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Florida Agriculture Students Give Scarecrow Digital Brain

Crows have probably never been very scared of the stiff, human-looking bags of stuffing put up in cornfields. But a new generation of scarecrow might be a little more effective.

Finally, the scarecrow has a brain.

Students at the University of South Florida have created a scarecrow that foregoes the old straw brain for a head stuffed with sophisticated sensors and computer parts.

Erebus, the smart scarecrow, was designed not for a cornfield, actually, but to frighten away birds that would prey on fish in commercial aquatic farms.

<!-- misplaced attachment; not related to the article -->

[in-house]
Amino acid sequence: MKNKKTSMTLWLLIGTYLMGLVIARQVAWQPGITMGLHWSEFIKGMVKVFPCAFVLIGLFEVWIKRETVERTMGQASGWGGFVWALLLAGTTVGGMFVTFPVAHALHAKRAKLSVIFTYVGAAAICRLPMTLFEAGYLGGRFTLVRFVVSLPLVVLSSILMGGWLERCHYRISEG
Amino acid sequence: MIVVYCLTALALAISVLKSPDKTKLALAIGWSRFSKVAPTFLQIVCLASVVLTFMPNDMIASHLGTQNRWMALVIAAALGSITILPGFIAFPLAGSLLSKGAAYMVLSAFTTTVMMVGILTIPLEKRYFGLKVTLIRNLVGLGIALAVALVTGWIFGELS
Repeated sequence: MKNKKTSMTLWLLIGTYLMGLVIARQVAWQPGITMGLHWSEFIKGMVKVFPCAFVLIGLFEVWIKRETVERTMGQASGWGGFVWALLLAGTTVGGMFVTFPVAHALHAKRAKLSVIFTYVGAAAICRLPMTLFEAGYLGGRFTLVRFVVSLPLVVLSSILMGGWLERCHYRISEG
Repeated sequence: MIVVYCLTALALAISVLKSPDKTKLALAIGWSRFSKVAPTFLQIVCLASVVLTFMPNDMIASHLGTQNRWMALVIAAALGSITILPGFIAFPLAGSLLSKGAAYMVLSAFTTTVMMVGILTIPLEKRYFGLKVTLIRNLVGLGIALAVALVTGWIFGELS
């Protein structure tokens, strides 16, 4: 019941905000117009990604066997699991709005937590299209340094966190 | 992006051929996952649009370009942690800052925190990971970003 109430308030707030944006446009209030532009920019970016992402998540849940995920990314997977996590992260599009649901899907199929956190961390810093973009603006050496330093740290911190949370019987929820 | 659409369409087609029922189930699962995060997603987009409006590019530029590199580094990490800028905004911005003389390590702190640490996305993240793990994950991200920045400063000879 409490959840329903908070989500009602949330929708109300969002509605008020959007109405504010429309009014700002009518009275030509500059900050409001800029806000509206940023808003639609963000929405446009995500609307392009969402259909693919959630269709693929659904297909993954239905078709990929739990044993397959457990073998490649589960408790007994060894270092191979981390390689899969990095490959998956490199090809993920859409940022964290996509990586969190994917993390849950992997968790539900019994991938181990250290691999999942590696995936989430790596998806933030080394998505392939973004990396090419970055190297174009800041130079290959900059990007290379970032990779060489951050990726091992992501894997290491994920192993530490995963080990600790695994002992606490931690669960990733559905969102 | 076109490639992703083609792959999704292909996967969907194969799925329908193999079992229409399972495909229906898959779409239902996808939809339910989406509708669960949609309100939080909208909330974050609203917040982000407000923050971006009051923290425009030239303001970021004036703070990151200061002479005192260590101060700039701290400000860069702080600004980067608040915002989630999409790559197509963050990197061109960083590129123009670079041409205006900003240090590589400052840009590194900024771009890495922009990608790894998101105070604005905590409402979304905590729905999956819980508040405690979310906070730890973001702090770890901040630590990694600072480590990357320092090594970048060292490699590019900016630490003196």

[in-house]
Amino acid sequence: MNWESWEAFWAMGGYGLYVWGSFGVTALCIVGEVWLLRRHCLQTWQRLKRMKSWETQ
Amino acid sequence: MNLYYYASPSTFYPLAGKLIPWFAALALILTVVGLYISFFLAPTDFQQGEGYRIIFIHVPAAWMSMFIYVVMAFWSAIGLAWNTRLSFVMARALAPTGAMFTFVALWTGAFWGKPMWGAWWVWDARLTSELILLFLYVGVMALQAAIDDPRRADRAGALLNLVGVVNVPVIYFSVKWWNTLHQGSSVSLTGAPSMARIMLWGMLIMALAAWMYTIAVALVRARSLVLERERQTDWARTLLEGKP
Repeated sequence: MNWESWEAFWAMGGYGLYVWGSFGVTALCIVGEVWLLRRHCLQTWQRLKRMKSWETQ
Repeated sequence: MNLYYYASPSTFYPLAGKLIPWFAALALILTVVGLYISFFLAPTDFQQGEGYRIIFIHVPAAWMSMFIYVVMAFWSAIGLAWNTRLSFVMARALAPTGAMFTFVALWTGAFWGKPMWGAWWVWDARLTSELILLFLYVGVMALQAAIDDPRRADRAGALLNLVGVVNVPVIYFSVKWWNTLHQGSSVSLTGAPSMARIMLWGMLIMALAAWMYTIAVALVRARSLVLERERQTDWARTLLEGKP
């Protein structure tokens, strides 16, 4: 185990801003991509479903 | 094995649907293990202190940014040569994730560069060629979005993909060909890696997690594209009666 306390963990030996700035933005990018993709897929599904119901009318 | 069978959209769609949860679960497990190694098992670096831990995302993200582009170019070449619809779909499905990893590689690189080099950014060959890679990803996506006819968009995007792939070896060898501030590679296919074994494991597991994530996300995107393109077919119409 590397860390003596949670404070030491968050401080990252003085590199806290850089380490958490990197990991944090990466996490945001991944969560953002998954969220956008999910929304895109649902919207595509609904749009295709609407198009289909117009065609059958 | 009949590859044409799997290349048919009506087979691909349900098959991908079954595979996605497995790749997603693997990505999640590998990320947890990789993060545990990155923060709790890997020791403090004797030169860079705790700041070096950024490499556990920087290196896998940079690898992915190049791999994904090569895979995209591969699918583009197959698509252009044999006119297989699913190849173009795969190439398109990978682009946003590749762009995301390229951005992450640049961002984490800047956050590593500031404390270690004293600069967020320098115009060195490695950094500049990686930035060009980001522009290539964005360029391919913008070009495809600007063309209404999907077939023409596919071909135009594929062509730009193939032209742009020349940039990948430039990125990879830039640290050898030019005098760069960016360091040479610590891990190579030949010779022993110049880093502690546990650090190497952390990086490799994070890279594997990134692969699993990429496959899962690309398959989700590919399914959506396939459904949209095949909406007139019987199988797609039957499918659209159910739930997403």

"Aquaculture, also known as fish farming, is a vital part of the world's fish production and a $40 million business in Florida," said Ken Christensen, a professor of computer science who led the work. "The outdoor farms are susceptible to predator birds. The students' intelligent scarecrow is designed to benefit farmers while protecting predator birds — many of which are protected species — from harm."

Erebus detects motion and then images the scene. Its micro-PC, an eBox, processes the imagery to distinguish between real intruders (the birds) and non-threatening objects such as farmers.

Fish farmers around the world might soon be exchanging their blue overalls for orange outfits; Erebus has been trained to leave bright orange things alone.

It can blast the sound of a gunshot at 120 decibels or spray the birds with an annoying but harmless sprinkler system. Erebus is also a tattletale: It reports the intrusion by email or cell phone.

"The Erebus Scarecrow is not just another motion-detector," said student Albert Ng. "He is capable of intelligent detection, deterrence and can also record the events."

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